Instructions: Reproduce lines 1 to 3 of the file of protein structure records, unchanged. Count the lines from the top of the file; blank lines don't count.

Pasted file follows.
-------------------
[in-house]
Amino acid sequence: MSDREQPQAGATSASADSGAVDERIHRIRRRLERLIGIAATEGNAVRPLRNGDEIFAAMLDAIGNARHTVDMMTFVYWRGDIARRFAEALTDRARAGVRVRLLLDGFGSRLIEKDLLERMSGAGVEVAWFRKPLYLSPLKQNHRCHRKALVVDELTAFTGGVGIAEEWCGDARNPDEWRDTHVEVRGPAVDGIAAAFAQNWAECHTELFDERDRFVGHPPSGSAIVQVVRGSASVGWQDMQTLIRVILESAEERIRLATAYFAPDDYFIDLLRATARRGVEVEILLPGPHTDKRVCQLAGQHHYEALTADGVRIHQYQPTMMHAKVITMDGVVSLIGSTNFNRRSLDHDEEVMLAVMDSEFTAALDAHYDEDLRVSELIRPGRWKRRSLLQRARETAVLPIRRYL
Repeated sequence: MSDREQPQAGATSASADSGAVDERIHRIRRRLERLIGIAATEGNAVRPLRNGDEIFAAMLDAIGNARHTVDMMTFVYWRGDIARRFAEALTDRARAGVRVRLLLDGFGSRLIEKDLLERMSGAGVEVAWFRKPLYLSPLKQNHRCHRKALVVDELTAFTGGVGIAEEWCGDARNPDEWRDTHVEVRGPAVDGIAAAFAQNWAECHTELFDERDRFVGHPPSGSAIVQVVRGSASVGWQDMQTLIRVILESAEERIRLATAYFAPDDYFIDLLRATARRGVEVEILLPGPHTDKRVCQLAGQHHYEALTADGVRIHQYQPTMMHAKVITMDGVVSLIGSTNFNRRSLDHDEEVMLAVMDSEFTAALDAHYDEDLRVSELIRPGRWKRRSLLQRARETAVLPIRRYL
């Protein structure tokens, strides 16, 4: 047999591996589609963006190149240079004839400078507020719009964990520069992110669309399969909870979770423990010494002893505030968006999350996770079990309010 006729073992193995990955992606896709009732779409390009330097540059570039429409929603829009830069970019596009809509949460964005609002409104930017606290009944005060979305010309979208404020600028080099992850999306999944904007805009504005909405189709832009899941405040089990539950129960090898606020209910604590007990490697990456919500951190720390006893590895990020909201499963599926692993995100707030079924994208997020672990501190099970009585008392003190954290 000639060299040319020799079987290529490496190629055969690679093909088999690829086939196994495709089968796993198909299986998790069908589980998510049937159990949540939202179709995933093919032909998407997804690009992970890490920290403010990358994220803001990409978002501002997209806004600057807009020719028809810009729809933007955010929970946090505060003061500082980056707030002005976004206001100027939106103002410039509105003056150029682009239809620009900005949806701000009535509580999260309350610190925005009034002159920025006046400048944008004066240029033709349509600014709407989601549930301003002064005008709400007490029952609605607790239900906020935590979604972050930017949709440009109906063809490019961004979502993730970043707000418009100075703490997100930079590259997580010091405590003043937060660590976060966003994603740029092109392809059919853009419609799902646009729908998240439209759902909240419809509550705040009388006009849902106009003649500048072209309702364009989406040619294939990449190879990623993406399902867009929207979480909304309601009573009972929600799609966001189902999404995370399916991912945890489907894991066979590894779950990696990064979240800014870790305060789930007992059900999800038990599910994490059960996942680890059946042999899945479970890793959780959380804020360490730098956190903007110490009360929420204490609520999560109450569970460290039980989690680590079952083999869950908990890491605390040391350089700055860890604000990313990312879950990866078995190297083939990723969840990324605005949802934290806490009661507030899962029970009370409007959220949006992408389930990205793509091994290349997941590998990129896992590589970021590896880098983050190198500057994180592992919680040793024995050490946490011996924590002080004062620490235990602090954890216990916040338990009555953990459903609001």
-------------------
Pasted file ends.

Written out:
[in-house]
Amino acid sequence: MSDREQPQAGATSASADSGAVDERIHRIRRRLERLIGIAATEGNAVRPLRNGDEIFAAMLDAIGNARHTVDMMTFVYWRGDIARRFAEALTDRARAGVRVRLLLDGFGSRLIEKDLLERMSGAGVEVAWFRKPLYLSPLKQNHRCHRKALVVDELTAFTGGVGIAEEWCGDARNPDEWRDTHVEVRGPAVDGIAAAFAQNWAECHTELFDERDRFVGHPPSGSAIVQVVRGSASVGWQDMQTLIRVILESAEERIRLATAYFAPDDYFIDLLRATARRGVEVEILLPGPHTDKRVCQLAGQHHYEALTADGVRIHQYQPTMMHAKVITMDGVVSLIGSTNFNRRSLDHDEEVMLAVMDSEFTAALDAHYDEDLRVSELIRPGRWKRRSLLQRARETAVLPIRRYL
Repeated sequence: MSDREQPQAGATSASADSGAVDERIHRIRRRLERLIGIAATEGNAVRPLRNGDEIFAAMLDAIGNARHTVDMMTFVYWRGDIARRFAEALTDRARAGVRVRLLLDGFGSRLIEKDLLERMSGAGVEVAWFRKPLYLSPLKQNHRCHRKALVVDELTAFTGGVGIAEEWCGDARNPDEWRDTHVEVRGPAVDGIAAAFAQNWAECHTELFDERDRFVGHPPSGSAIVQVVRGSASVGWQDMQTLIRVILESAEERIRLATAYFAPDDYFIDLLRATARRGVEVEILLPGPHTDKRVCQLAGQHHYEALTADGVRIHQYQPTMMHAKVITMDGVVSLIGSTNFNRRSLDHDEEVMLAVMDSEFTAALDAHYDEDLRVSELIRPGRWKRRSLLQRARETAVLPIRRYL